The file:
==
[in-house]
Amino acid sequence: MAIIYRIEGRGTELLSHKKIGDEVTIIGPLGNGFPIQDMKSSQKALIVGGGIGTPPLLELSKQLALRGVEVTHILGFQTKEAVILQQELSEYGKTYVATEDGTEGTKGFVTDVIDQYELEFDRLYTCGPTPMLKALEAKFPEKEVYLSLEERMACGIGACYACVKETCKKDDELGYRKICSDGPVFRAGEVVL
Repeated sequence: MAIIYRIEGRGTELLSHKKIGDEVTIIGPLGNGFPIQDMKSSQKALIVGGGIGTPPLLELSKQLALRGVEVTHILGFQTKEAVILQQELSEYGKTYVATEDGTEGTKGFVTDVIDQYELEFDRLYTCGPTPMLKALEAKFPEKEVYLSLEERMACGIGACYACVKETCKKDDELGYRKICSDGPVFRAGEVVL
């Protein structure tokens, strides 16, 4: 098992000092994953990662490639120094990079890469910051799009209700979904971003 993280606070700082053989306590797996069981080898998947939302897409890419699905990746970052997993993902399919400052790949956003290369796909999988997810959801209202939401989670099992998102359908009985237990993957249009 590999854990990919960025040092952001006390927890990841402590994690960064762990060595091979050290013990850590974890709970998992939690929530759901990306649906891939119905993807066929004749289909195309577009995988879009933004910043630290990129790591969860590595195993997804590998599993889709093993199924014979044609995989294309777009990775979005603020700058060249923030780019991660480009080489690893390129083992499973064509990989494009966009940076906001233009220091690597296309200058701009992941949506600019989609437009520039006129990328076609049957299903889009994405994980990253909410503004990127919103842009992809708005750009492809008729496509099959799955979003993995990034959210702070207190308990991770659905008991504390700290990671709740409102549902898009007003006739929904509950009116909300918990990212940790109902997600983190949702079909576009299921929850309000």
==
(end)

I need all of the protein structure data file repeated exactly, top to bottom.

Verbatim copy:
[in-house]
Amino acid sequence: MAIIYRIEGRGTELLSHKKIGDEVTIIGPLGNGFPIQDMKSSQKALIVGGGIGTPPLLELSKQLALRGVEVTHILGFQTKEAVILQQELSEYGKTYVATEDGTEGTKGFVTDVIDQYELEFDRLYTCGPTPMLKALEAKFPEKEVYLSLEERMACGIGACYACVKETCKKDDELGYRKICSDGPVFRAGEVVL
Repeated sequence: MAIIYRIEGRGTELLSHKKIGDEVTIIGPLGNGFPIQDMKSSQKALIVGGGIGTPPLLELSKQLALRGVEVTHILGFQTKEAVILQQELSEYGKTYVATEDGTEGTKGFVTDVIDQYELEFDRLYTCGPTPMLKALEAKFPEKEVYLSLEERMACGIGACYACVKETCKKDDELGYRKICSDGPVFRAGEVVL
């Protein structure tokens, strides 16, 4: 098992000092994953990662490639120094990079890469910051799009209700979904971003 993280606070700082053989306590797996069981080898998947939302897409890419699905990746970052997993993902399919400052790949956003290369796909999988997810959801209202939401989670099992998102359908009985237990993957249009 590999854990990919960025040092952001006390927890990841402590994690960064762990060595091979050290013990850590974890709970998992939690929530759901990306649906891939119905993807066929004749289909195309577009995988879009933004910043630290990129790591969860590595195993997804590998599993889709093993199924014979044609995989294309777009990775979005603020700058060249923030780019991660480009080489690893390129083992499973064509990989494009966009940076906001233009220091690597296309200058701009992941949506600019989609437009520039006129990328076609049957299903889009994405994980990253909410503004990127919103842009992809708005750009492809008729496509099959799955979003993995990034959210702070207190308990991770659905008991504390700290990671709740409102549902898009007003006739929904509950009116909300918990990212940790109902997600983190949702079909576009299921929850309000």